cement tile — a colorful history
by clé tile | published: May 04, 2023
more than a decade ago, clé founder Deborah Osburn saw the potential of cement tile — a durable, colorful material traditionally used throughout Europe, but seldom seen in the United States. what little cement tile there was on these shores at that time was black-and-white, mass-produced and of low quality.
clé started a tile revolution by designing and sourcing artisan-crafted cement tile in a sophisticated but approachable palette, patterns from traditional to modern, and shapes and sizes beyond the workmanly square floor tiles America had previously known. and in 2022, clé began to usher in a new era of cement with the cinema collection, a radically new approach to pattern, color and shape, designed for creating spaces that are vibrant, expressive, and sophisticated.
Cement tiles, Chile
stepping back in time
while we gladly accept kudos for bringing the beauty and versatility of cement tile to new awareness in the US, we can't take credit for inventing it. In the mid-1800s, drawing on centuries of Moorish influence, artisans in Catalonia, Spain, developed the process for making cement tile that is still, more or less, used today. by infusing fine cement powder with rich pigments, pouring the mixture into a mold, pressing it into dense, flat tiles and curing those tiles until they harden, Spanish artisans were able to create a durable surface material without the need for a kiln.
and by separating different colors using removable metal dividers (called trepa) within the mold, they were able to create multi-hued tiles, allowing rich pattern to unfold across floors and walls much more easily and affordably than with mosaic tile. the process of inlaying the pattern, rather than painting it on the surface, was similar to the encaustic process pioneered by Herbert Minton in England in the 1830s for clay tile, and it is often referred to by the same name, though encaustic tiles began as a fired ceramic tile, cement tile also became known throughout the world as encaustic cement tile — and is still known in most countries by this term.
among those who embraced the creative possibilities of this new material was the Catalan modernist architect Antoni Gaudi, who commissioned cement tile for the floors of his own home, as well as other prominent projects in Barcelona and elsewhere.
from Spain to France and beyond
Spanish cement tiles were shown in Paris at the International Exposition of 1867, and it wasn’t long before the French adopted the process and infused it with their own sense of style. offering the fluidity of paint and the durability of stone, cement proved to be the ideal medium for achieving the flowing lines and nature-based motifs of the late 19th-century Art Nouveau movement, as well as the more graphic and linear expressions of Art Deco. Some of the loveliest cement tiles of the 19th century were produced in southern France, near the large limestone deposits of Viviers.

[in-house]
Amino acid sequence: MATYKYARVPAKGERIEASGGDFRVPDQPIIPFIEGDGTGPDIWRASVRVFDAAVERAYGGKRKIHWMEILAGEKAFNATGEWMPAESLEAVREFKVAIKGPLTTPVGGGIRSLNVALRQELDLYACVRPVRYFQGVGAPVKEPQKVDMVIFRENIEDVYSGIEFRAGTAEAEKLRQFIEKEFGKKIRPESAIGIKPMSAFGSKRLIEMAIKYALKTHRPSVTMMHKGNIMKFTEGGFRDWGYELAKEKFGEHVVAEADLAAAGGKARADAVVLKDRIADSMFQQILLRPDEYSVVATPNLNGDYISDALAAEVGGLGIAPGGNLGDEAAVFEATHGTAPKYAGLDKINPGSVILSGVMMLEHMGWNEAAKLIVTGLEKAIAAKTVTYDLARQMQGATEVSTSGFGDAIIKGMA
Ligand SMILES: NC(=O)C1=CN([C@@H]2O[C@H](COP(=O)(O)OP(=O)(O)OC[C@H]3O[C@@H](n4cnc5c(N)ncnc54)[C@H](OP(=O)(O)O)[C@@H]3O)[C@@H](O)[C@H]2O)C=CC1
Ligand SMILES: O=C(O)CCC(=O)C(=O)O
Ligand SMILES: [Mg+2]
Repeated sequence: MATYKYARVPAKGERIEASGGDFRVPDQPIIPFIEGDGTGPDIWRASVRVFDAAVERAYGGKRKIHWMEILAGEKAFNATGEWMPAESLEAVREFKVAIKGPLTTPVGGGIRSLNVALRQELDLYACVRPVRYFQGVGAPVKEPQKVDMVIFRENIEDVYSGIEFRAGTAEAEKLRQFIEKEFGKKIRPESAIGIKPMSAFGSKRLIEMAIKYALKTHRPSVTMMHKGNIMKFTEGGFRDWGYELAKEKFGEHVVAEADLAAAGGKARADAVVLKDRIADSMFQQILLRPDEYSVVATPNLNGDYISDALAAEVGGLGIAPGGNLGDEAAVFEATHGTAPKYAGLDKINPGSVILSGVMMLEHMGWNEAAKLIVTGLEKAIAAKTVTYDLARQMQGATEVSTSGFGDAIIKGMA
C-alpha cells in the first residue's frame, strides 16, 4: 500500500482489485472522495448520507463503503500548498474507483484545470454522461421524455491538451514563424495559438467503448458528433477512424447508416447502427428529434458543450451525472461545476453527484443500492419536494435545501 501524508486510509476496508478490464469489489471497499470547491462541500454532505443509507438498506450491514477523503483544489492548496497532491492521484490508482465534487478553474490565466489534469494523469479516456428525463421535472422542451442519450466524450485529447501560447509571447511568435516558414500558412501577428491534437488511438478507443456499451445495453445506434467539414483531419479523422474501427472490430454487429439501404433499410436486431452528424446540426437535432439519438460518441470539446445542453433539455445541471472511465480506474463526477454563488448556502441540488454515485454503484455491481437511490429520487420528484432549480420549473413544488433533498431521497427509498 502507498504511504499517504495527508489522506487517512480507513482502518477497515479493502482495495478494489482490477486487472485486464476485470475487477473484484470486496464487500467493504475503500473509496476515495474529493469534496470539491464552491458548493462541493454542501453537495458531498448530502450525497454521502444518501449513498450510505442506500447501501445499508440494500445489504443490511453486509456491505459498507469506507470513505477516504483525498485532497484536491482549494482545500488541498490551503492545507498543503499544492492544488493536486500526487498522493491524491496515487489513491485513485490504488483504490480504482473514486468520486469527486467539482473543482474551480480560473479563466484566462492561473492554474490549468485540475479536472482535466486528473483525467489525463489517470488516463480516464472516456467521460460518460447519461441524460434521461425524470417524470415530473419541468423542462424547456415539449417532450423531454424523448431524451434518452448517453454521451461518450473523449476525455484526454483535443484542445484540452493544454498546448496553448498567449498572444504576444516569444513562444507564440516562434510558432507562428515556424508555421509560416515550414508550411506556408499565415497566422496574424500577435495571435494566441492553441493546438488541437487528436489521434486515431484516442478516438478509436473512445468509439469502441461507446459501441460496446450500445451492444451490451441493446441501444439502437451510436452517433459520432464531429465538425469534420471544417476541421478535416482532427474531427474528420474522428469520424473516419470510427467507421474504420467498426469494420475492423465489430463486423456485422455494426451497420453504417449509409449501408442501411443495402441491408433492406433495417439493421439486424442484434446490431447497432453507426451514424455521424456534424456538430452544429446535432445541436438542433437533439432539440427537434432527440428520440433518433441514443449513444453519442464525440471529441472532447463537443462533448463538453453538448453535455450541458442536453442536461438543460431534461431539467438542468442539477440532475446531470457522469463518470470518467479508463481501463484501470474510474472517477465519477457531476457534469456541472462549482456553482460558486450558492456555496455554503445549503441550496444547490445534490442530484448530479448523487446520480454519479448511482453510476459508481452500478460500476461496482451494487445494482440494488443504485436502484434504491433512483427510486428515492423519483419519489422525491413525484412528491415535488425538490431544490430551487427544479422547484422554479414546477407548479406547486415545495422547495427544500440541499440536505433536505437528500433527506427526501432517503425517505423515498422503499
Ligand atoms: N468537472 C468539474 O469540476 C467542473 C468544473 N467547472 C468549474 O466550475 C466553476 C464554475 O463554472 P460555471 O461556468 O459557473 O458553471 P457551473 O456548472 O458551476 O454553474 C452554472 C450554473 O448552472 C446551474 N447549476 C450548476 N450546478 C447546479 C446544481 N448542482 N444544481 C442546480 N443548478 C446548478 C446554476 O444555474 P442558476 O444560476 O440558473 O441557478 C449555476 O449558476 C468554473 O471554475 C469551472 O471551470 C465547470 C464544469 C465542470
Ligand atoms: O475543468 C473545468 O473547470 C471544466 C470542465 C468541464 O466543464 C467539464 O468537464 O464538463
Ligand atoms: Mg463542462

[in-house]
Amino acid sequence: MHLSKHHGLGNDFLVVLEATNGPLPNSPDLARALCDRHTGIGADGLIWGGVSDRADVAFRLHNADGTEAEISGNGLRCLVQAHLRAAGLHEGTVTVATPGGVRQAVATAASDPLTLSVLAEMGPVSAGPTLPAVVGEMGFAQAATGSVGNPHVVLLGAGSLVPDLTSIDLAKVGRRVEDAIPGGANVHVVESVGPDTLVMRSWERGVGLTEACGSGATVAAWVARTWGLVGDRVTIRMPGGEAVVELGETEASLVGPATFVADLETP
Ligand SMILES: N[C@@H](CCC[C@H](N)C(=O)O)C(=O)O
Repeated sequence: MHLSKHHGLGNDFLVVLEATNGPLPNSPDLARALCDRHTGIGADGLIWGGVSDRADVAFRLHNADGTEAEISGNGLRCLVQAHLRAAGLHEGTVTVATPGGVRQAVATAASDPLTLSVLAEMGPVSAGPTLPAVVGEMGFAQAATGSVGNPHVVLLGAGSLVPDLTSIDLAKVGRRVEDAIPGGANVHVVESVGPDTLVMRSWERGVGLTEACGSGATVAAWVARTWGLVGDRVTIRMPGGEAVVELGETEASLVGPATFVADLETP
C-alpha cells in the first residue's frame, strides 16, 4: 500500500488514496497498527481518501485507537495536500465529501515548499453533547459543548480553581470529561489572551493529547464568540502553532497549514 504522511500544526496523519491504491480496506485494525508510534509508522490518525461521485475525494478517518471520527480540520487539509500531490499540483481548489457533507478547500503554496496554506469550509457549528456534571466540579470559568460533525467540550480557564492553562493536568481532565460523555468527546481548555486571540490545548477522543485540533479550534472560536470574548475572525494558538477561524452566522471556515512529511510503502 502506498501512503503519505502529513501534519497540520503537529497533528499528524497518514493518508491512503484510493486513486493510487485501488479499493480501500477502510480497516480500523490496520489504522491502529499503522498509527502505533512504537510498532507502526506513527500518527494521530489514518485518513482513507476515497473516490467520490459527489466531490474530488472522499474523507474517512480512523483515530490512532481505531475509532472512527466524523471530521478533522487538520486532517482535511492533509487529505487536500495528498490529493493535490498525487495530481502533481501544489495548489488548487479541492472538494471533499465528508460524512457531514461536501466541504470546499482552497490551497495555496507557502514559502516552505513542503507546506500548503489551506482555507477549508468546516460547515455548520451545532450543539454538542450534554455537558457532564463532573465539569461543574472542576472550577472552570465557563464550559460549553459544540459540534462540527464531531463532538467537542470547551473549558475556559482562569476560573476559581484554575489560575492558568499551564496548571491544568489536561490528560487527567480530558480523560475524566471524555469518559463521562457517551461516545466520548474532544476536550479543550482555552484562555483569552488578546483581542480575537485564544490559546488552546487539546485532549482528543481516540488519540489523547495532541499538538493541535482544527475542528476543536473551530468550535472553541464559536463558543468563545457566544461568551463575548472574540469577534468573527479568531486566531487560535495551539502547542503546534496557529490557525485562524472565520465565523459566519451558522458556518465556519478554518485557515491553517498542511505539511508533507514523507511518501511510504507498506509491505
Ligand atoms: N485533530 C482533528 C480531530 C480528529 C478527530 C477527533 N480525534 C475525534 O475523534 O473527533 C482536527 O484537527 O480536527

Eventually cement tile spread across Europe and out to the colonies — from France to Vietnam and from from spain to cuba to france, where it is so much a part of the architectural and cultural heritage, cement tile has developed more names than typical tiles, including: hydraulic tiles, hidraulicos, encaustic, encaustic cement tiles, mosaicos hidraulicos, ladrilhos hidraulicos, baldosas hidraulicas, carreaux de ciment or carrelages du ciment. in each new place, the tiles were made using local materials and the colors and patterns evolved, over time, to reflect local tastes and traditions.
America, then and now
by the start of the 20th century, cement tile had made its way to England and America. crafted with fine Portland cement, it graced palaces, hotels, churches and other prominent buildings until the 1940s, when new, mass-produced materials pushed it out of prominence.
clé is proud to have been instrumental in reviving the use of cement tile in the United States, and in bringing this traditional material into the modern era with our bold, expressive, endlessly adaptable cinema collection. Like their historic predecessors, clé’s cement tiles are handcrafted, one at a time, yielding subtle variations in shading from piece to piece. And like the antique cement tiles Deborah Osburn first saw in her travels, they will patina over time, reflecting lives well-lived in the spaces they adorn.
clé cement standards criss cross square. design: hendley + co. / photo: bone design nyc.
clé cinema collection mythology duo in mallard and forest. Design / photo: AV Studio by Aerin